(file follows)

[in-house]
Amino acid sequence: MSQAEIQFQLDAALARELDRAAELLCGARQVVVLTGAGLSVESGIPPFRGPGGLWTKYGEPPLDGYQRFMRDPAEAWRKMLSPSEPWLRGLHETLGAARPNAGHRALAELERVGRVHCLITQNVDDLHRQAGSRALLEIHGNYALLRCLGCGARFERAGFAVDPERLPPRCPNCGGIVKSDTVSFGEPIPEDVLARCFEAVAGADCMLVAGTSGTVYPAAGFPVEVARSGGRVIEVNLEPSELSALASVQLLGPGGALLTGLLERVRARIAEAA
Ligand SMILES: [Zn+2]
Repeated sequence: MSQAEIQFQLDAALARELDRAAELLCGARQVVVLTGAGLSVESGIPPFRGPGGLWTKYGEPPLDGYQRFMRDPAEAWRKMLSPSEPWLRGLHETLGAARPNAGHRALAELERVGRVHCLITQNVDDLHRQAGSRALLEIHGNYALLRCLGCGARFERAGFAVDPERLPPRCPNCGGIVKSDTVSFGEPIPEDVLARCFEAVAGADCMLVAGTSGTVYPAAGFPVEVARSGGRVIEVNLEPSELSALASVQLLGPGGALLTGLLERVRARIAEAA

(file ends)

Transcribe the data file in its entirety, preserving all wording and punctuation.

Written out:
[in-house]
Amino acid sequence: MSQAEIQFQLDAALARELDRAAELLCGARQVVVLTGAGLSVESGIPPFRGPGGLWTKYGEPPLDGYQRFMRDPAEAWRKMLSPSEPWLRGLHETLGAARPNAGHRALAELERVGRVHCLITQNVDDLHRQAGSRALLEIHGNYALLRCLGCGARFERAGFAVDPERLPPRCPNCGGIVKSDTVSFGEPIPEDVLARCFEAVAGADCMLVAGTSGTVYPAAGFPVEVARSGGRVIEVNLEPSELSALASVQLLGPGGALLTGLLERVRARIAEAA
Ligand SMILES: [Zn+2]
Repeated sequence: MSQAEIQFQLDAALARELDRAAELLCGARQVVVLTGAGLSVESGIPPFRGPGGLWTKYGEPPLDGYQRFMRDPAEAWRKMLSPSEPWLRGLHETLGAARPNAGHRALAELERVGRVHCLITQNVDDLHRQAGSRALLEIHGNYALLRCLGCGARFERAGFAVDPERLPPRCPNCGGIVKSDTVSFGEPIPEDVLARCFEAVAGADCMLVAGTSGTVYPAAGFPVEVARSGGRVIEVNLEPSELSALASVQLLGPGGALLTGLLERVRARIAEAA